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Lil Poison's got mad game: Victor De Leon III has been playing video games since age 2. At the ripe age of 8, he's a world-class professional
[September 03, 2006]

Lil Poison's got mad game: Victor De Leon III has been playing video games since age 2. At the ripe age of 8, he's a world-class professional


(Orlando Sentinel, The (FL) (KRT) Via Thomson Dialog NewsEdge) Sep. 3--His shirt hangs on him like a tent and falls well below his kneecaps. And when Victor De Leon III sits down, he positions himself on the edge of the chair so his size 2 feet can touch the ground.



He's 8 years old and very much a little boy -- cherub face and all.

But put a video-game controller in his hand, and Victor becomes larger than life. He becomes Lil Poison.


Known internationally as the world's youngest professional video gamer, Lil Poison has become a bit of an icon.

It's the last weekend in August, and Victor is in town for a Major League Gaming event at the Wyndham Orlando Resort. Fans corner him, watch his every move and point him out to friends as they would a big-time celebrity.

"I think he's awesome," says 19-year-old Jeffry Marculaitis.

Lil Poison -- standing 4 feet tall -- eats it up.

Following in dad's footsteps

Many people don't believe it when Victor's father, Victor De Leon Jr., says his son has been playing video games since age 2. It started as a way to keep the boy from crying when his mom went to work: He would hand little Victor a controller to keep him quiet.

But soon the boy realized the controller's movements corresponded to action on the television. He watched what his dad did and mimicked him. Then came his curiosity.

"What does this button do? How do you do this?" Victor would ask.

It was clear he was starting to catch on. The elder De Leon, 30, attributes it to his son's incredible memory. At 3, he says, the boy could name the 50 states.

"I'm going to have his IQ tested this year," the father says proudly.

When the video game Halo came out, the boy was nearly 4 years old. It was a defining moment in his life.

"I didn't know how good he was until he started playing other people," his dad says. "And then a light went on in my head."

He would sign up his son for tournaments.

Dad says the tournaments have never been about money. In his eyes, it's just for fun -- and completely up to his son. "I hope he does well," De Leon Jr. says. "I just don't like it when he feels pressure because there's no reason to feel pressure."

Lil Poison, who lives on Long Island, games about two hours a day but not more than five days a week. He's expected to finish schoolwork before fixing his attention on the Xbox.

His teachers support his gaming endeavors, his father says. Occasionally, he'll miss school, but he always makes it up and is tutored on the road, the elder De Leon adds.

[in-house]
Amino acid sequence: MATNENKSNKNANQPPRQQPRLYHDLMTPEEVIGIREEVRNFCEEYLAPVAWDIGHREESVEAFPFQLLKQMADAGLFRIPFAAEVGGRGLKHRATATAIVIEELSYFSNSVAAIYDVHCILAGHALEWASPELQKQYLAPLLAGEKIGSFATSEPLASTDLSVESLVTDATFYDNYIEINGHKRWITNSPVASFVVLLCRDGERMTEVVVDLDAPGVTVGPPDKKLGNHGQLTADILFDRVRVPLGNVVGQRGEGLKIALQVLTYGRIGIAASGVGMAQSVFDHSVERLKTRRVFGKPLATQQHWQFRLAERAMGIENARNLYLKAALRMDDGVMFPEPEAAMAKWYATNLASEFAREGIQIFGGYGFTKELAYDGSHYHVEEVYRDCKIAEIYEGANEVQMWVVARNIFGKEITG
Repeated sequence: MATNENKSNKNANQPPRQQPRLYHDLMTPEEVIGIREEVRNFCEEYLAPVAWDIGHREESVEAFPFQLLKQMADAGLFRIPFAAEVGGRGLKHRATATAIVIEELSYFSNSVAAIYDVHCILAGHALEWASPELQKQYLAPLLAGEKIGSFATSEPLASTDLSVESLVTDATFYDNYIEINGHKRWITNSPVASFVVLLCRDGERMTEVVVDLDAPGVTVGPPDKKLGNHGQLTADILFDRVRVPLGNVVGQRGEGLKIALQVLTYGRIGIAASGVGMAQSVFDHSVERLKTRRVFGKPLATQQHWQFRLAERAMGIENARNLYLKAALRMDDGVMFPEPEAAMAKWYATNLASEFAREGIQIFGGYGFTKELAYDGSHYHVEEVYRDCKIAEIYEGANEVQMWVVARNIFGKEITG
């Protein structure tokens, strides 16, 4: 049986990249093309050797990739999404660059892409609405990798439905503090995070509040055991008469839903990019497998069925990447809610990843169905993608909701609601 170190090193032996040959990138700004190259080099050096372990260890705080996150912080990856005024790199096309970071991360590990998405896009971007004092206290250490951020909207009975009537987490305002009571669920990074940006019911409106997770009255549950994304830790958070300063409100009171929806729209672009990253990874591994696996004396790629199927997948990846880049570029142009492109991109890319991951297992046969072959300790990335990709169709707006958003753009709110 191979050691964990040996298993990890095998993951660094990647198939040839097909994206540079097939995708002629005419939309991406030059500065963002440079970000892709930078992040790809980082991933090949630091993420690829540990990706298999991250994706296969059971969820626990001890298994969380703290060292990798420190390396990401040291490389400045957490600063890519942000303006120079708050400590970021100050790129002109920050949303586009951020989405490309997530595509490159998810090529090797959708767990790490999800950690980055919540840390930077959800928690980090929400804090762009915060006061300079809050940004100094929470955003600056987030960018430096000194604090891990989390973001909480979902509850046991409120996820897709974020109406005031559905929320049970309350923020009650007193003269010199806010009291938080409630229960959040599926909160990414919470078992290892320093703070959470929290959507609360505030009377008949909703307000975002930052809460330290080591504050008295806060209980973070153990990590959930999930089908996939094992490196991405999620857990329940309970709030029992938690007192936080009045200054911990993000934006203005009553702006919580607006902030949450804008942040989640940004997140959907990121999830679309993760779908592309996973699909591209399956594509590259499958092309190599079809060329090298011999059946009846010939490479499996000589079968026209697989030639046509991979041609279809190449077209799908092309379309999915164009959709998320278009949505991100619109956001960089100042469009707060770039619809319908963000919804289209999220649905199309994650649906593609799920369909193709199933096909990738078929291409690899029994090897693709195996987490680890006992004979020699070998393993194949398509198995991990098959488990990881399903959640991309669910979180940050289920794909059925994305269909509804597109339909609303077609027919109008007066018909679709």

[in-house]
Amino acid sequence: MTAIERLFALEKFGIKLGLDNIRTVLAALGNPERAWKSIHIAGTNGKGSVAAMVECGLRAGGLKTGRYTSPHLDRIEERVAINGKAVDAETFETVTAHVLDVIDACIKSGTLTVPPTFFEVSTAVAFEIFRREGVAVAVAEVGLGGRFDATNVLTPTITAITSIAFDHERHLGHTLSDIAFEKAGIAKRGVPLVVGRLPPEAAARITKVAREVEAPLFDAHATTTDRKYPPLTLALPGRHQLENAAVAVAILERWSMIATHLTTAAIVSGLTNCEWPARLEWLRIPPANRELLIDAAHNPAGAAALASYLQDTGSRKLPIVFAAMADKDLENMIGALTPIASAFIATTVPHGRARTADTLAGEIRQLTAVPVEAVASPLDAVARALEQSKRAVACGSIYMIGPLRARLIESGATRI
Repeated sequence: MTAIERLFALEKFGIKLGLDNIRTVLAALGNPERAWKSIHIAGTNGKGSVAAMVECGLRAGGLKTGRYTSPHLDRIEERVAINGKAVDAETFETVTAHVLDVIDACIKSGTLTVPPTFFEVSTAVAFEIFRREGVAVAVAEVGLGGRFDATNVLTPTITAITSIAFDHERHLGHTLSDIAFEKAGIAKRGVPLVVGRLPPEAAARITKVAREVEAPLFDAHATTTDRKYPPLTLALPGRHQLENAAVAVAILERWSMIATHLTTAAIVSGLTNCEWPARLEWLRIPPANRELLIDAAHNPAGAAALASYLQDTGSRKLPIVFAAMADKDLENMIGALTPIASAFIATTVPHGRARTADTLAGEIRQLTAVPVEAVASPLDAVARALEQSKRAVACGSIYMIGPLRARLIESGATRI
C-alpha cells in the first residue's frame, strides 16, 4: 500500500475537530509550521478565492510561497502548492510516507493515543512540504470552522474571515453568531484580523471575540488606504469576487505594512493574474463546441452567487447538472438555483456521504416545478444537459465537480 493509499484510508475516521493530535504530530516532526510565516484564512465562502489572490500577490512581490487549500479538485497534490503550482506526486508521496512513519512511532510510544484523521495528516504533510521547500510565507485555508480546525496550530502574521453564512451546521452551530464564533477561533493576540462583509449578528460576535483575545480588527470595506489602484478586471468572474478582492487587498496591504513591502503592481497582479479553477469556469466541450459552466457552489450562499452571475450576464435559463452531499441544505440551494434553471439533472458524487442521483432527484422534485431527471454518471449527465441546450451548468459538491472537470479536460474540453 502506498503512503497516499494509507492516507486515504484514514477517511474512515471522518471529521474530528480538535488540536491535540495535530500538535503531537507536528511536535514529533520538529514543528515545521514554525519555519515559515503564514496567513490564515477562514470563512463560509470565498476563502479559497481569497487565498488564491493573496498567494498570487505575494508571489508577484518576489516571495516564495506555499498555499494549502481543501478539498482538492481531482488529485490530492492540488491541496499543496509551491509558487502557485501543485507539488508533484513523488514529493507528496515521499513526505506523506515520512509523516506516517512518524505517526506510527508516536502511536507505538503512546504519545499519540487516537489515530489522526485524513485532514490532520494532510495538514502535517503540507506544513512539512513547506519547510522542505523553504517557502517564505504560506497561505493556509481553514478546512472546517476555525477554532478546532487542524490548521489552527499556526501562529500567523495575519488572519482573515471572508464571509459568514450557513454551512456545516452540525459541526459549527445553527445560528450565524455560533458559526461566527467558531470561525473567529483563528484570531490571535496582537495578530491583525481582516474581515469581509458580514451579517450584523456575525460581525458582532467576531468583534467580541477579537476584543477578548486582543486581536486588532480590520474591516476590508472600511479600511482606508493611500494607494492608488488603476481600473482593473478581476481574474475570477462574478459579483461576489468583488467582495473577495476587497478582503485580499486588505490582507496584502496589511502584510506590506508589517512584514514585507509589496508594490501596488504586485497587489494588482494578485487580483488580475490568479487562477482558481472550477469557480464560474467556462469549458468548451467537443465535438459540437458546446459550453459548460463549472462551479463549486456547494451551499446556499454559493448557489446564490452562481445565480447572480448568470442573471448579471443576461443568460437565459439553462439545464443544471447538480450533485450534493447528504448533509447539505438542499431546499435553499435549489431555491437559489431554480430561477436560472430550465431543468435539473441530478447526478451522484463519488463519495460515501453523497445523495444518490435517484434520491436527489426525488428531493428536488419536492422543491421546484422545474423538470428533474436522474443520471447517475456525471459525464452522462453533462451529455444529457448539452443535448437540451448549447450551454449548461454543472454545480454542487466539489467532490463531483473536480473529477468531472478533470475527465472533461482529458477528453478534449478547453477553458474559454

Funding his own college account

Inside the noisy Wyndham convention center, Lil Poison doodles on paper as he waits for the next competition. He looks tired, as though he might be coming down with a cold.

A man stops and asks for his autograph. Lil Poison signs his name in little-boy scrawl on the shoulder of the fan's T-shirt.

His dad jokes that Victor has charged for autographs before, making $60 in one afternoon.

"I asked him, 'Where did you get that money from?' " De Leon Jr. says.

Those earnings, along with prize money from the tournaments, have gone into a college account for Victor, who will start third grade after Labor Day. Well, that's minus the cash he used to buy his hamster, Cortana, named after a character in Halo. And minus the money he has donated to charities, including one for Hurricane Katrina victims.

He has taken first place in six events and placed many more times. At 6, he was signed as a professional gamer by Major League Gaming. Gaming sites 1UP.com and Gescrow .com have sponsored him. And Lil Poison offers his tricks and tips -- for a price -- at Gaming-lessons.com.

That's in addition to his own Web site, lilpoison.com, and a MySpace page that lists him as 18 years old.

Ask Lil Poison about his gaming skill or celebrity status, and he just shrugs.

But ask about his pets and he lights up. He has a dog named Rocky.

"I like to play with him," he says in a tiny voice.

A taste of his own poison

Lil Poison and his teammates -- Taylor Phelps, 16, of Georgia; Nick Montoya, 13, of Arizona; and Sam Winstein, 15, of Virginia -- gear up for the next round of Halo 2 competition by taking their seats in front of side-by-side TVs. The group met face-to-face for the first time in Orlando. Before then, they had only known each other online.

As the game begins, one of their competitors, 20-year-old Darryl Waddy, walks over to shake hands. Waddy's so tall that Lil Poison comes to his hip.

"His shot is just as good as anybody else's," Waddy says. "I just treat him like another player. I use my experience and age to try to outsmart him."

A young woman producing a documentary films Lil Poison as he plays and shouts strategies to his teammates.

Lil Poison's team falls in a best-of-three match. Waddy and his three teammates jump from their chairs, high-fiving each other. But they're quick to demonstrate a sense of sportsmanship, shaking hands with their competitors.

Outside, in the convention center's hallway, Lil Poison's eyes well up as if he's going to cry. De Leon Jr. whispers reassuring words in his little boy's ear.

"I told him not to worry about it. Just have fun," his father says.

Sarah Langbein can be reached at slangbein@orlandosentinel.com or 407-420-5352.

First photo ran on page F1.

Copyright (c) 2006, The Orlando Sentinel, Fla.
Distributed by McClatchy-Tribune Business News.
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